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Scouting the Hoosiers' Future: Hanner Perea

His arms are so long that I can't even fit them completely into SBNation's picture editor. That's a good thing. via <a href=""></a>
His arms are so long that I can't even fit them completely into SBNation's picture editor. That's a good thing. via

Got a chance to swing over to Covenant Christian High School last night to check out Hanner Perea and La Lumiere take on Trader’s Point Christian Academy (TP) in a rematch of last Friday’s game where Perea threw down that monster dunk posted on the site a few days prior. Overall it was a pretty entertaining game for one that finished as a double digit win for LaLu. TP is rocking two players that will be attending Northwestern next year and a third that will likely end up in the Big Ten with Northwestern as well. First, let’s discuss how Perea looked.

The kid is absolutely as good and as bad as advertised, but let’s first discuss the things that can be coached. He is an athletic monster. I have never seen an individual so athletically gifted as Perea. He comes from the Dwight Howard School of "we’re going to need a bigger basket". His ability to get off the ground is beyond impressive and the ease with which he does it would make any player jealous. He is also much longer than originally thought. His wingspan is probably close to 7’ and he’s probably right at the commonly cited 6’8" mark. He could definitely benefit from a college weight coach but he has the frame to hold it without sacrificing athleticism. The broad shoulders despite a pretty slender build suggests the ability to hold extra size is there.

From a skill standpoint he is still incredibly raw. LaLu’s coach Alan Huss has been quoted as saying his shooting is probably third best on the team right now, but I didn’t see enough to confirm that. I can tell you that LaLu does have more of a slashing game than a jump shooting game and none of the players, even in warm-ups looked to have an amazing stroke. So, Coach Huss could be accurate in his quote. The benefit of being relatively new to the sport of basketball at 18 is that he didn’t grow up with any very bad habits and because of that his form is pretty clean and fundamental. He keeps the ball high with his elbows tight to the body and repeats form well in warm-ups. He never took a jump shot in game situation though so I can’t be certain what it looks like when challenged.

His motor is fantastic and he’s a hard worker which is good. I can see why Tom Crean had to have him because he’s a deflection machine. He positions himself very well on defense and gets up the lane on guys trying to post up on him. The two Northwestern kids, Alex Olah and Milos Kostic, had pretty quiet evenings. Olah finished with 14 points but most of that came from a face up game and nothing in the post. Perea’s biggest asset as a post defender is that no one is willing to throw it there. TP had 3-4 kids that could match up to his size, but they settled for jump shooting instead of post moves.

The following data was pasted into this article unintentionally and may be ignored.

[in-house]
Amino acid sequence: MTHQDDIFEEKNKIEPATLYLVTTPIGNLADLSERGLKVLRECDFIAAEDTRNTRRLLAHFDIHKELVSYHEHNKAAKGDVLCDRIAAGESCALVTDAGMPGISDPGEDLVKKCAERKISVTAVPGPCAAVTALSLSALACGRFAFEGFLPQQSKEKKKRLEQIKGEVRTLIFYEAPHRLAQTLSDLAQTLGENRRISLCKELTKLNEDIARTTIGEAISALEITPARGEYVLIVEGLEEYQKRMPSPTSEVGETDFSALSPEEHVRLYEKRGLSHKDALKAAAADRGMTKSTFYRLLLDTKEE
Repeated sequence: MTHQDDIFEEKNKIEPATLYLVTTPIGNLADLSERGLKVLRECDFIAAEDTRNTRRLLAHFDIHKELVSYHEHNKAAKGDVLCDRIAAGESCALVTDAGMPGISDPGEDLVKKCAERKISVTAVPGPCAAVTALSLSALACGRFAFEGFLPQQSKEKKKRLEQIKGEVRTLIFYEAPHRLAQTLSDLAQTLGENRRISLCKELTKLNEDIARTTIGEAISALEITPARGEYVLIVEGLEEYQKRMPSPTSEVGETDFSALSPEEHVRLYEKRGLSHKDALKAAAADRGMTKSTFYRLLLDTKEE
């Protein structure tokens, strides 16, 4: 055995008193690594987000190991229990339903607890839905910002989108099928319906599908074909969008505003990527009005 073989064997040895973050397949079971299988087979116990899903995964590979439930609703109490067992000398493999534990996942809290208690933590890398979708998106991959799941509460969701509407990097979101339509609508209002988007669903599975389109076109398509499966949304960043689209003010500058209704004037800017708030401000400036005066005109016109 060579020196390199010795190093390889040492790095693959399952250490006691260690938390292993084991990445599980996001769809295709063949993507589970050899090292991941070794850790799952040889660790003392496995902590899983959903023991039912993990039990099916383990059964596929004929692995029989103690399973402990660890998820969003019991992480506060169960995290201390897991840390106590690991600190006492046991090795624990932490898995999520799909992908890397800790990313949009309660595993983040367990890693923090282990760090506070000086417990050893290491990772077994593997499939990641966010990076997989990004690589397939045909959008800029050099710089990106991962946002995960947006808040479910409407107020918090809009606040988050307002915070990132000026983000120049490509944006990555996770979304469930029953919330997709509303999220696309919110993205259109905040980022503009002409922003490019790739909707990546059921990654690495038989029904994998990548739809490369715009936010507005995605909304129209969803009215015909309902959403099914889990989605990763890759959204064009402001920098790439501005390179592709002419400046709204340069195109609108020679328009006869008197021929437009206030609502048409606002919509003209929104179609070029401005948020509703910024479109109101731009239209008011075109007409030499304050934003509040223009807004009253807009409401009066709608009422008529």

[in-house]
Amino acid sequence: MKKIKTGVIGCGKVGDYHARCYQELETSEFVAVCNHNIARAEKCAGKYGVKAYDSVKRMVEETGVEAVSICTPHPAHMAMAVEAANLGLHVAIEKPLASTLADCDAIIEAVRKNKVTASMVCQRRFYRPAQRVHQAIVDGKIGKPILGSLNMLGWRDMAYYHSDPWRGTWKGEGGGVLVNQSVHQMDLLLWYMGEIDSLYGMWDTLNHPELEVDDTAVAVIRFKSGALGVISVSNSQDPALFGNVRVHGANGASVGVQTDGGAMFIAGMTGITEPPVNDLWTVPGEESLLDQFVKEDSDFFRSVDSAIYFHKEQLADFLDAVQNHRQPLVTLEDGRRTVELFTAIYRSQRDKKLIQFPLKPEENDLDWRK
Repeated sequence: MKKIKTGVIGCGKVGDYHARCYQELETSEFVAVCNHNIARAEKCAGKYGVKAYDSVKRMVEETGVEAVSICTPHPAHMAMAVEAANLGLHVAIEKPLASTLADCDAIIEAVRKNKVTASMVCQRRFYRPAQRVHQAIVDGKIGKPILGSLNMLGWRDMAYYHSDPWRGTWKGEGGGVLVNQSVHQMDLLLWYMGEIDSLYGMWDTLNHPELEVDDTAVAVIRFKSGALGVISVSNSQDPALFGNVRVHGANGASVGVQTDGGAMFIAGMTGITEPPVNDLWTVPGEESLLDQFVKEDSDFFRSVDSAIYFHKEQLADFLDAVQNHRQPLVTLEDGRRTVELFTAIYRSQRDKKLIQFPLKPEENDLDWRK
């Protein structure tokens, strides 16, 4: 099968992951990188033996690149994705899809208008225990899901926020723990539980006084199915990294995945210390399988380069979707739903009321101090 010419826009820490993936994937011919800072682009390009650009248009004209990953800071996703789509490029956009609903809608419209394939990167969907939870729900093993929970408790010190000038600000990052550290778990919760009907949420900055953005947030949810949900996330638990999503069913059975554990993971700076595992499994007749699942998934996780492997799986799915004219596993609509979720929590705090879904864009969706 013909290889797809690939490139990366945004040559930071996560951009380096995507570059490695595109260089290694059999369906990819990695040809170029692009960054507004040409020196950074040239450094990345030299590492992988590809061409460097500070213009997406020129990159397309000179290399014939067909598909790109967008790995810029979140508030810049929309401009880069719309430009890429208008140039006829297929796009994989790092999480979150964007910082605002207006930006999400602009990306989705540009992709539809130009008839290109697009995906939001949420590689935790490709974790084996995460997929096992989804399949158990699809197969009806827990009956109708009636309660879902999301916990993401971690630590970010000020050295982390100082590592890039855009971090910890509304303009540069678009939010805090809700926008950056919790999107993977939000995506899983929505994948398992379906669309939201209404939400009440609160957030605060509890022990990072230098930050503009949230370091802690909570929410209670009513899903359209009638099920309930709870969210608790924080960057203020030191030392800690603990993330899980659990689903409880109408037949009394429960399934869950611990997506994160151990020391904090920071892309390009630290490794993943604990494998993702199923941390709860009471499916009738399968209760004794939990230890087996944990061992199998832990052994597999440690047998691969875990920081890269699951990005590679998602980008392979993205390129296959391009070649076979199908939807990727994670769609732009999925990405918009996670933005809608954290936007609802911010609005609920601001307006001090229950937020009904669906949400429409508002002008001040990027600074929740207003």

His rebounding positioning is good but not great. A lot of his rebounds come from him being aware that the shot is up and either beating guys to the ball or out jumping them. Never did I see him pull down a rebound from a solid box out, but some of that had to do with his teammates. On one specific play he had Kostic locked down in a block out and was sitting low into him with good form but didn’t land the rebound because Raphael Davis (Purdue) swooped in and grabbed it. Still his team got the rebound and he finished with 12 on the night.

The negatives on the night were that he would disappear on offense occasionally. He started the game by scoring the first five points for La Lumiere but finished the night with only eight by my count. It doesn’t help that La Lumiere comes from the Indiana Hoosiers approach to basketball where you don’t feed the ball to your post ever. Perea spent a lot of the night with good post positioning but never getting the ball. Although I can tell Simpson feels a similar frustration as any time either one of them touched the ball on the perimeter they made it a priority to go to the other in the post. Perea’s best offensive asset so far is a strange ability to move off the ball and just lose his defender. He did a pretty good job of getting himself lost in the shuffle and open for some easy opportunities if LaLu was looking that way. He reminded me of Oladipo in that sense.

The final point on the night for Perea was the negative that he could highlight reel you at any time he felt and he knew it. Several times he fumbled or lost the ball because as the pass was on its way he was already taking the big step to elevate. He needs to relax a little more when he realizes he has an opening and take his time to execute properly. With that athleticism those big boy dunks will still be there, just take the time and make sure you secure the ball first.

Overall, Perea is a guy that you want on your team and opposing teams with salivate over the thought of having him. He’s got all the intangibles that only genetics can provide and he doesn’t have any glaringly bad habits that I saw. The biggest knock would be his patience when he has an opening and doing a better job of keeping track of his own man. Kostic and Olah had a couple easy layups last night because Perea would lose them. That needs to be fixed. Despite those minor flaws, Perea is definitely a keeper and big contributor the moment he steps on campus.

For more information on last night's game and some of the other college prospects in the game check out Travis' article at Hammer and Rails. He obviously covers the two Purdue recruits and I would say he accurately reflects their skill sets as well.